Sat. Dec 9th, 2023

Fahim Saleh‘s executive assistant faces a second-degree murder charge in connection with the dismemberment of the tech entrepreneur at his luxury Manhattan condo, police said Friday.

The assistant was identified by police as Tyrese Haspil, 21, who handled Saleh’s finances. He allegedly owed Saleh tens of thousands of dollars, and was on a repayment plan, a law enforcement official said.

Saleh, 33, was found dead in his Lower East Side apartment on Tuesday, a law enforcement source told CNN

When Saleh’s sister rang the doorbell to his condo, the assistant was allegedly dismembering his body with an electrical saw and fled, according to the official.

Saleh died of multiple stab wounds, New York City’s medical examiner said on Thursday.

He was last seen in surveillance video getting into an elevator in his apartment building and a man dressed in all black — who police believe is Saleh’s assailant — entering the elevator with him, according to the law enforcement official.

The elevator in Saleh’s building goes straight into the apartment units there, the source said.

Saleh died from stab wounds to the neck and torso; the manner of death was homicide, according to the medical examiner.

Saleh, the son of Bangladeshi immigrants, was the founder and CEO of Gokada, a motorbike-hailing app in Nigeria.

He most recently founded the venture capital firm Adventure Capital — which invested in ride-sharing start-ups in countries like Bangladesh and Colombia.

‘Fahim is more than what you are reading’

Saleh’s family recalled his “brilliant and innovative mind” in a statement confirming his death this week.

“The headlines talk about a crime we still cannot fathom,” the statement said. “Fahim is more than what you are reading. He is so much more. His brilliant and innovative mind took everyone who was a part of his world on a journey and he made sure never to leave anyone behind.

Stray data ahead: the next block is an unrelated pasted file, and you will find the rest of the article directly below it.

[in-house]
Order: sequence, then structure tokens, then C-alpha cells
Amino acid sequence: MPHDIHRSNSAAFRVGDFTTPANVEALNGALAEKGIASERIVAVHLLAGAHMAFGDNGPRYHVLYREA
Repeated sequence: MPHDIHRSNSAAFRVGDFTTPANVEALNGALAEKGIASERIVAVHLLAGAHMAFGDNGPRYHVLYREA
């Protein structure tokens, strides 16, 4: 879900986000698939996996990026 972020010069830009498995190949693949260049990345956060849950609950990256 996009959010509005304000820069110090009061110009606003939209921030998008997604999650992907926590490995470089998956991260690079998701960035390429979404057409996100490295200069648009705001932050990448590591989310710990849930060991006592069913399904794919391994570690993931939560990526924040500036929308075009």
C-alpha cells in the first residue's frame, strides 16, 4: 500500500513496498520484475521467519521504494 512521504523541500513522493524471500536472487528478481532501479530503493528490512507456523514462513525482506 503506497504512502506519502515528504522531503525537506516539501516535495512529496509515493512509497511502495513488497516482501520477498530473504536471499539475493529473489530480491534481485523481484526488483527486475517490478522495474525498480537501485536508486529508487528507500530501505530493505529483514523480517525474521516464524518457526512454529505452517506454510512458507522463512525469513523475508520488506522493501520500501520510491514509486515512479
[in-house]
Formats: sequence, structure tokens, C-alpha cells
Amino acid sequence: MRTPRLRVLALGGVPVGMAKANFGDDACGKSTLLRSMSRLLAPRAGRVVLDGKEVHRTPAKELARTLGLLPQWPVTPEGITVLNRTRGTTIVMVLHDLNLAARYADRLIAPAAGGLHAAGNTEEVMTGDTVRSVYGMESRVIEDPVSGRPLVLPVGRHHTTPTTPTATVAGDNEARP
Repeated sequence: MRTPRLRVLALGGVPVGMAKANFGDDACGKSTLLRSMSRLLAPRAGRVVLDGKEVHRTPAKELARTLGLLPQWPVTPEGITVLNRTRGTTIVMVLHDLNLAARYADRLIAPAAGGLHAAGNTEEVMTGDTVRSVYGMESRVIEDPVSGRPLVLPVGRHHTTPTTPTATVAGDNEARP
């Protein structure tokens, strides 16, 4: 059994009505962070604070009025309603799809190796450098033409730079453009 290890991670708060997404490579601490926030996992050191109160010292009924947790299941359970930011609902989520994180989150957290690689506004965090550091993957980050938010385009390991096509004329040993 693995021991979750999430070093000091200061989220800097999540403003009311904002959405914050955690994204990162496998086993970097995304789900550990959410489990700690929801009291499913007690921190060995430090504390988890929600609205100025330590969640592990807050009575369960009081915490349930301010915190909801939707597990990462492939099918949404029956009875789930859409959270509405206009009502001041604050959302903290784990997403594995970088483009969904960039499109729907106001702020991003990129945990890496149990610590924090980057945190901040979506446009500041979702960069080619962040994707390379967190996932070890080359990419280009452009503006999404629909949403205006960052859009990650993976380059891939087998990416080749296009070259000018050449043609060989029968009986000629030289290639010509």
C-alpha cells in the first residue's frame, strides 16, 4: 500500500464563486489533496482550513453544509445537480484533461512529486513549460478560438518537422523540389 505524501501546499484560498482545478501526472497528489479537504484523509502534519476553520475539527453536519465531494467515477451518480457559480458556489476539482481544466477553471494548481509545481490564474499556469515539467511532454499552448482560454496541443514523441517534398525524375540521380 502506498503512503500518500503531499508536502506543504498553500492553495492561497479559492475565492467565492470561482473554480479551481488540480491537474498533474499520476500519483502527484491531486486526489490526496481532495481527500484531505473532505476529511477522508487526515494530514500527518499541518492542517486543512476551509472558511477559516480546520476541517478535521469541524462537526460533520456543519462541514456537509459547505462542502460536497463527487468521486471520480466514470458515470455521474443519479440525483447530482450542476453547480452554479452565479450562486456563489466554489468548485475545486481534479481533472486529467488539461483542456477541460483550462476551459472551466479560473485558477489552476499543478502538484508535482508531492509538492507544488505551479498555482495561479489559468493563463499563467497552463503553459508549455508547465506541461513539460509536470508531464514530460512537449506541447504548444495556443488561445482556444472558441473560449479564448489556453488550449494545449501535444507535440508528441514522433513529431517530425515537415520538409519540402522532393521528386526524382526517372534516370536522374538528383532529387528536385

“There are no words or actions to provide any of us comfort except the capture of the person who exhibited nothing short of evil upon our loved one.”

While still in high school, Saleh founded, a website for prerecorded prank phone calls that, he wrote in 2018, had generated over $10 million since its start. He continued to build and sell sites throughout his teens and his time at Bentley University in Massachusetts.

Over the years, Saleh sought to propel the careers of other young people in the tech industry.

On Medium, where he blogged regularly, Saleh called his founding of Gokada “one of the most out there things” he’d ever done. His limited knowledge of Nigeria’s transportation system at first turned off Nigerians he tried to recruit for his start-up.

In 2019, Gokada raised $5.3 million in seed funding and hired over 800 drivers, but Gokada’s business hit an unexpected drawback in February when Lagos state banned commercial motorcycles in the city.

Saleh filmed an impassioned plea on behalf of his employees to lift the ban as the company pivoted to delivery and worked toward launching a boat hailing service, he told CNN in February.

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By Richard Moran

Richard Moran loves to write about sports with the Golden State Online. Before that, he worked as a senior writer at ESPN. Richard grew up in San Diego and graduated from the University of San Diego in 2004, after which he worked as an editor for five years.

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